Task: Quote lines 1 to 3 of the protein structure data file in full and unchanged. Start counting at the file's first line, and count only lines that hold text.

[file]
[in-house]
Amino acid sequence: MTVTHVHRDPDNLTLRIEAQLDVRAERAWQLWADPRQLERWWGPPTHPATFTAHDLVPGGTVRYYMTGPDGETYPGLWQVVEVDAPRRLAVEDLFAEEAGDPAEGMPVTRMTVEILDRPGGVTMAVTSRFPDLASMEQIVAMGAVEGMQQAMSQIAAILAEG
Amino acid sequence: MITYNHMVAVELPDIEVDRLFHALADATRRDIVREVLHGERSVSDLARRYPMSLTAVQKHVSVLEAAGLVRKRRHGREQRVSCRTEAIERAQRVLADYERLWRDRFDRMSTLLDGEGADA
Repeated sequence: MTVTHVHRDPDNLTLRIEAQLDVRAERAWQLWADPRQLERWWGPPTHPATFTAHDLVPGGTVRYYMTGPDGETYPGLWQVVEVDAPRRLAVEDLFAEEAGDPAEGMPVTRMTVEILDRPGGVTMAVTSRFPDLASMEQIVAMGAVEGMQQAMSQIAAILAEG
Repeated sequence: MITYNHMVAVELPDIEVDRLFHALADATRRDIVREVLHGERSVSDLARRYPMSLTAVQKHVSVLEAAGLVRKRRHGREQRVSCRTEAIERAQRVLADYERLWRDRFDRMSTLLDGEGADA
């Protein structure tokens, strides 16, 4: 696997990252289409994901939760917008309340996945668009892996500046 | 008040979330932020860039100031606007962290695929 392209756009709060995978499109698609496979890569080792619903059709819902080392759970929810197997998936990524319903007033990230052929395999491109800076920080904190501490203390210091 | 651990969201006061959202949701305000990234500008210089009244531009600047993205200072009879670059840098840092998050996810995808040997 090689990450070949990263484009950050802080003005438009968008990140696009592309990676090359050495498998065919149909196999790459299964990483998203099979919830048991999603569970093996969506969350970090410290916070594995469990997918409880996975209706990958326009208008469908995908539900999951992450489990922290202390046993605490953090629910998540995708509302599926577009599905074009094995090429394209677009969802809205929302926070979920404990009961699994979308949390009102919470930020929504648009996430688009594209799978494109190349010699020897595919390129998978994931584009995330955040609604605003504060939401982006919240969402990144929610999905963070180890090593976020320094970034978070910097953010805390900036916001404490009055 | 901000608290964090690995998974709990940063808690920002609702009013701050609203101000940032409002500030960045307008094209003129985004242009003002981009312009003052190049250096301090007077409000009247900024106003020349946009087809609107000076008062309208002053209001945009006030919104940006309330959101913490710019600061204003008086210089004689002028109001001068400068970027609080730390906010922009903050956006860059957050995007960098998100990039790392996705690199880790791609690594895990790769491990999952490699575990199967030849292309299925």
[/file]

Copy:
[in-house]
Amino acid sequence: MTVTHVHRDPDNLTLRIEAQLDVRAERAWQLWADPRQLERWWGPPTHPATFTAHDLVPGGTVRYYMTGPDGETYPGLWQVVEVDAPRRLAVEDLFAEEAGDPAEGMPVTRMTVEILDRPGGVTMAVTSRFPDLASMEQIVAMGAVEGMQQAMSQIAAILAEG
Amino acid sequence: MITYNHMVAVELPDIEVDRLFHALADATRRDIVREVLHGERSVSDLARRYPMSLTAVQKHVSVLEAAGLVRKRRHGREQRVSCRTEAIERAQRVLADYERLWRDRFDRMSTLLDGEGADA